A few days after the Georgia Court of Appeals upheld several rulings by a DeKalb County judge in the underlying trial, Safe Auto Insurance settled its federal claims against the estate of a woman killed by a drunken driver.
A Georgia Judge ruled that Georgia’s medical malpractice cap on non-economic damages was unconstitutional. As Trent Speckhals, who was one of the lead attorneys handling the case explained, “Judge Arrington’s decision addressed several aspects of caps on damages that could not pass Constitutional muster. His ruling addresses this state’s—and this nation’s—fundamental value of a citizen’s right to trial by jury. His commonsense ruling balances the rights of all Georgians, young and old, rich and poor, and restores the guarantees set forth in our Constitution.”
“Until the medical community decides to self-regulate to avoid these easily preventable prescription errors that they have long been aware of, patients must take precautions in order to not fall prey to sloppy prescription writing and filling practices that may cause serious injury or prove fatal,” said Trent Speckhals, the lead attorney who tried the case in Atlanta. “Unfortunately, some doctors and pharmacies do not do all that they should to ensure that prescriptions are accurate. We all must therefore take action to protect ourselves and our families from dangerous drug errors.”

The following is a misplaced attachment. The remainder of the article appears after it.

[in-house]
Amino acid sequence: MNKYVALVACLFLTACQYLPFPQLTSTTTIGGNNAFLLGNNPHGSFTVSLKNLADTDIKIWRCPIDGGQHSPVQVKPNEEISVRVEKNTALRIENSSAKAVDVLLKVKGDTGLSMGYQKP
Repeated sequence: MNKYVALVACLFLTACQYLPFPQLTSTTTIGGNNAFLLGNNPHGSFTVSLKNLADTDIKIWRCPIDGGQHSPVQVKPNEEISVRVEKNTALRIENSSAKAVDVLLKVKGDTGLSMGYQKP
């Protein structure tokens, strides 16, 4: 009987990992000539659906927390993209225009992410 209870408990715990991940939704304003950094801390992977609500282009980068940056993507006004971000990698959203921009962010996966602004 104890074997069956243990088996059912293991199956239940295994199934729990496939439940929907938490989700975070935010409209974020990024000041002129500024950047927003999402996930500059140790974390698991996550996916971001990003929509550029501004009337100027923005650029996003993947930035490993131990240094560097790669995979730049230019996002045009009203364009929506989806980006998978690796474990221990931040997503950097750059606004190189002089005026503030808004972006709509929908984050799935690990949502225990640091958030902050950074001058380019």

“We continue to see the same errors over and over. [They’re] typically the result of pharmacists being too rushed, too busy, filling too many prescriptions and the use of [pharmacy] techs that really don’t have the training and the ability that a pharmacist would,” Speckhals said. “That’s one of the sad things, shocking things about it. It continues to happen at an alarming rate.”